Future River Analysis & Management Evaluation (FRAME): A new approach to forecasting long-term morphological evolution and response in rivers

Philip Soar*, Amanda Cox, David Biedenharn, Travis Dahl, Colin Thorne, Christopher Haring, Charles Little

*Corresponding author for this work

Research output: Chapter in Book/Report/Conference proceedingConference contribution


Long-term forecasting of river channel evolution and morphological response to river management is needed to make informed decisions and develop resilient adaptation pathways in an uncertain future. However, long-term forecasting in rivers with a wide range of plausible future conditions is beyond the scope of currently available morphological models that are entirely physics-based and deterministic. To address this limitation, the US Army Engineer Research and Development Center (USACE-ERDC) is leading an international consortium of universities in the development of a new type of one-dimensional model. The FRAME (Future River Analysis & Management Evaluation) model is being designed for use by river managers and planners. Its outputs will provide decision makers with (i) foresight regarding the evolution of river forms and functions and (ii) forecasts of both the short-term morphological impacts and long-term river responses likely to be triggered by management actions.

FRAME employs annual flow duration curves to simulate hydrology, enabling investigation of morphological sensitivity to a range of climate projections. Representative, reach-averaged cross sections with simplified geometries are used to increase computational efficiency. Sediment transport is calculated by grain size fraction with a simple hiding-exposure factor and active layer mixing to simulate fining or coarsening of bed material in response to erosion and deposition. However, unlike models that calculate sediment transport and channel change in response to time-stepping through hydrographs, FRAME performs its hydraulic and sediment transport calculations for discharge classes pertaining to each flow duration curve, with channel morphology adjusting in response to the imbalance in flow frequency-weighted, annual sediment loads between consecutive cross sections. Although morphology is updated annually, sub-annual time-steps ensure model stability and orderly convergence towards sediment transport equilibrium.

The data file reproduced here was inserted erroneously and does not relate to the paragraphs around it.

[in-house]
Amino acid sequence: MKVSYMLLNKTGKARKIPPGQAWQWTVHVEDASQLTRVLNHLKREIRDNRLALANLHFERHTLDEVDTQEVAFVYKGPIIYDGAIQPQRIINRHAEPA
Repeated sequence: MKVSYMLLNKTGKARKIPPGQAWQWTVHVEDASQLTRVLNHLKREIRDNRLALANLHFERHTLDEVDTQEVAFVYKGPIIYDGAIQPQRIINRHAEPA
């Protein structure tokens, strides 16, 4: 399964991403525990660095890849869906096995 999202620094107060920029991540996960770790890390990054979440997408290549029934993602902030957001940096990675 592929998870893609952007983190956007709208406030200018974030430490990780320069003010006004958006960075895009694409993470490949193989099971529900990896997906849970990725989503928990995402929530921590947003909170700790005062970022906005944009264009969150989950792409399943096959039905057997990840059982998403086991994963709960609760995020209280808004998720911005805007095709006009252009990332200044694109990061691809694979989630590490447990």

In addition to simulating responses to future flow regimes, FRAME currently includes functionality to simulate tributary inputs, bed material variation, bed erosion control, dikes, diversions and adjustment of sediment input. FRAME’s ongoing development has been aided by two testbed models: a 200-mile reach of the Mississippi River upstream of Vicksburg, MS (Biedenharn et al. 2023); and Sabougla Creek, a tributary of the Yalobusha River, MS (Cox et al. 2023). Near-term priorities for transforming FRAME into a fully-operational, decision-support tool include adding capabilities for lateral channel adjustment (and bank stabilization), meandering and planform evolution, and implementing a beta testing program involving a working group of potential end-users. Complementary research on ‘RUles-Based morphological Response In river Channels’ (RUBRIC) interfaces with FRAME’s development, which (i) relates morphological responses to imbalances in sediment transport (Thorne et al. 2023) and (ii) explores how forecasts can be translated into graphical indicators that are intuitive for management use (Downs et al. 2023).

On release, FRAME’s ability to forecast river channel evolution rapidly over multiple decades with easy-to-test management options will support strategic decision-making that minimizes hazards to river users and communities while maximizing the functionality of the river and the ecosystem benefits it provides.
Original languageEnglish
Title of host publicationProceedings of the Sedimentation and Hydrologic Modeling (SEDHYD) 2023 Conference
Number of pages14
Publication statusPublished - 12 May 2023
EventSedimentation and Hydrologic Modeling (SEDHYD) 2023 Conference - St Louis, United States
Duration: 8 May 202312 May 2023


ConferenceSedimentation and Hydrologic Modeling (SEDHYD) 2023 Conference
Country/TerritoryUnited States
CitySt Louis

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